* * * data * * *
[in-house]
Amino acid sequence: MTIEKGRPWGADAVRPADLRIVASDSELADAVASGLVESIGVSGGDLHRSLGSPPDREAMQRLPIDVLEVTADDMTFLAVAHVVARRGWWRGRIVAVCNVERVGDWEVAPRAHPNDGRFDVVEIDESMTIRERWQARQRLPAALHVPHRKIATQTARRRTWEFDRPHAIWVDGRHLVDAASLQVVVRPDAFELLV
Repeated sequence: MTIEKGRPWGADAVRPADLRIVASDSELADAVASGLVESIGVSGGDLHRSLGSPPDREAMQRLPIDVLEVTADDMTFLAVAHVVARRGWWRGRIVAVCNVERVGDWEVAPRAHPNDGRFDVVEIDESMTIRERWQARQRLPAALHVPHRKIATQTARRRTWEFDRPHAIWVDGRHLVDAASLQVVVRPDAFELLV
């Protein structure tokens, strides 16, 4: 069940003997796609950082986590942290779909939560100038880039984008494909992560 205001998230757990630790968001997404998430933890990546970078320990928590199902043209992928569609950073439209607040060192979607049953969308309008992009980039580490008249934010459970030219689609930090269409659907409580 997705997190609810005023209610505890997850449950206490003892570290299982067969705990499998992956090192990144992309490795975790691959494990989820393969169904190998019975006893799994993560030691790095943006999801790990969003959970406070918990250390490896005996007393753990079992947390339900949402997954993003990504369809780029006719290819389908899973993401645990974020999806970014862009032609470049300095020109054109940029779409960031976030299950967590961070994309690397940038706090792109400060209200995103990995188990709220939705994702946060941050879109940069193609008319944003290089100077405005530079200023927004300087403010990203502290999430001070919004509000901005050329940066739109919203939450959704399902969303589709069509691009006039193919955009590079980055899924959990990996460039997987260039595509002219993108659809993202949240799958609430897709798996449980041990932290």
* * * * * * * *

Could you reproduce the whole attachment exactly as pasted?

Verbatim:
[in-house]
Amino acid sequence: MTIEKGRPWGADAVRPADLRIVASDSELADAVASGLVESIGVSGGDLHRSLGSPPDREAMQRLPIDVLEVTADDMTFLAVAHVVARRGWWRGRIVAVCNVERVGDWEVAPRAHPNDGRFDVVEIDESMTIRERWQARQRLPAALHVPHRKIATQTARRRTWEFDRPHAIWVDGRHLVDAASLQVVVRPDAFELLV
Repeated sequence: MTIEKGRPWGADAVRPADLRIVASDSELADAVASGLVESIGVSGGDLHRSLGSPPDREAMQRLPIDVLEVTADDMTFLAVAHVVARRGWWRGRIVAVCNVERVGDWEVAPRAHPNDGRFDVVEIDESMTIRERWQARQRLPAALHVPHRKIATQTARRRTWEFDRPHAIWVDGRHLVDAASLQVVVRPDAFELLV
């Protein structure tokens, strides 16, 4: 069940003997796609950082986590942290779909939560100038880039984008494909992560 205001998230757990630790968001997404998430933890990546970078320990928590199902043209992928569609950073439209607040060192979607049953969308309008992009980039580490008249934010459970030219689609930090269409659907409580 997705997190609810005023209610505890997850449950206490003892570290299982067969705990499998992956090192990144992309490795975790691959494990989820393969169904190998019975006893799994993560030691790095943006999801790990969003959970406070918990250390490896005996007393753990079992947390339900949402997954993003990504369809780029006719290819389908899973993401645990974020999806970014862009032609470049300095020109054109940029779409960031976030299950967590961070994309690397940038706090792109400060209200995103990995188990709220939705994702946060941050879109940069193609008319944003290089100077405005530079200023927004300087403010990203502290999430001070919004509000901005050329940066739109919203939450959704399902969303589709069509691009006039193919955009590079980055899924959990990996460039997987260039595509002219993108659809993202949240799958609430897709798996449980041990932290």